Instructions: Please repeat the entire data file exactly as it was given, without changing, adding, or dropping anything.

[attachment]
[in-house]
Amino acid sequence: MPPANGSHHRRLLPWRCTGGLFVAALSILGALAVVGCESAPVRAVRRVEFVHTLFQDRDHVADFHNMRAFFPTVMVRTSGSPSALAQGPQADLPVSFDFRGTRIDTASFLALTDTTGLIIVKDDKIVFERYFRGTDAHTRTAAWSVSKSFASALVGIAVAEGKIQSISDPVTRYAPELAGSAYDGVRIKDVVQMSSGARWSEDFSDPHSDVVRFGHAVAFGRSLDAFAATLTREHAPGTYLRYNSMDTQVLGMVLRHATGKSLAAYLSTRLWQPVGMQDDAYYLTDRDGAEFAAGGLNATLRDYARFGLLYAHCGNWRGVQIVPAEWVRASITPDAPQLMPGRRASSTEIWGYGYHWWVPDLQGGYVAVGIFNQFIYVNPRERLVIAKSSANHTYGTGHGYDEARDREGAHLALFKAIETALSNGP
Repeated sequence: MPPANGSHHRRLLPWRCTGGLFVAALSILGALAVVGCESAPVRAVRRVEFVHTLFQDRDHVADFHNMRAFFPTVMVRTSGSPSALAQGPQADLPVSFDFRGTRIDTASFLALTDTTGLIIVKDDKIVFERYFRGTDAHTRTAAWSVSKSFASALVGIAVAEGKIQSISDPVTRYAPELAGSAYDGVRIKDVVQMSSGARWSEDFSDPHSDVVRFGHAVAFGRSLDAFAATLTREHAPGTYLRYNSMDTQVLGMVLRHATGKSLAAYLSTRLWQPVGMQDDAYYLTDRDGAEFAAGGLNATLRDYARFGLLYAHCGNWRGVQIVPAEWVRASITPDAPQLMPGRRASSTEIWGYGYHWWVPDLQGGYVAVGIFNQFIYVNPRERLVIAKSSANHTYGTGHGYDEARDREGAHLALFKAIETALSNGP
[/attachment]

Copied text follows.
[in-house]
Amino acid sequence: MPPANGSHHRRLLPWRCTGGLFVAALSILGALAVVGCESAPVRAVRRVEFVHTLFQDRDHVADFHNMRAFFPTVMVRTSGSPSALAQGPQADLPVSFDFRGTRIDTASFLALTDTTGLIIVKDDKIVFERYFRGTDAHTRTAAWSVSKSFASALVGIAVAEGKIQSISDPVTRYAPELAGSAYDGVRIKDVVQMSSGARWSEDFSDPHSDVVRFGHAVAFGRSLDAFAATLTREHAPGTYLRYNSMDTQVLGMVLRHATGKSLAAYLSTRLWQPVGMQDDAYYLTDRDGAEFAAGGLNATLRDYARFGLLYAHCGNWRGVQIVPAEWVRASITPDAPQLMPGRRASSTEIWGYGYHWWVPDLQGGYVAVGIFNQFIYVNPRERLVIAKSSANHTYGTGHGYDEARDREGAHLALFKAIETALSNGP
Repeated sequence: MPPANGSHHRRLLPWRCTGGLFVAALSILGALAVVGCESAPVRAVRRVEFVHTLFQDRDHVADFHNMRAFFPTVMVRTSGSPSALAQGPQADLPVSFDFRGTRIDTASFLALTDTTGLIIVKDDKIVFERYFRGTDAHTRTAAWSVSKSFASALVGIAVAEGKIQSISDPVTRYAPELAGSAYDGVRIKDVVQMSSGARWSEDFSDPHSDVVRFGHAVAFGRSLDAFAATLTREHAPGTYLRYNSMDTQVLGMVLRHATGKSLAAYLSTRLWQPVGMQDDAYYLTDRDGAEFAAGGLNATLRDYARFGLLYAHCGNWRGVQIVPAEWVRASITPDAPQLMPGRRASSTEIWGYGYHWWVPDLQGGYVAVGIFNQFIYVNPRERLVIAKSSANHTYGTGHGYDEARDREGAHLALFKAIETALSNGP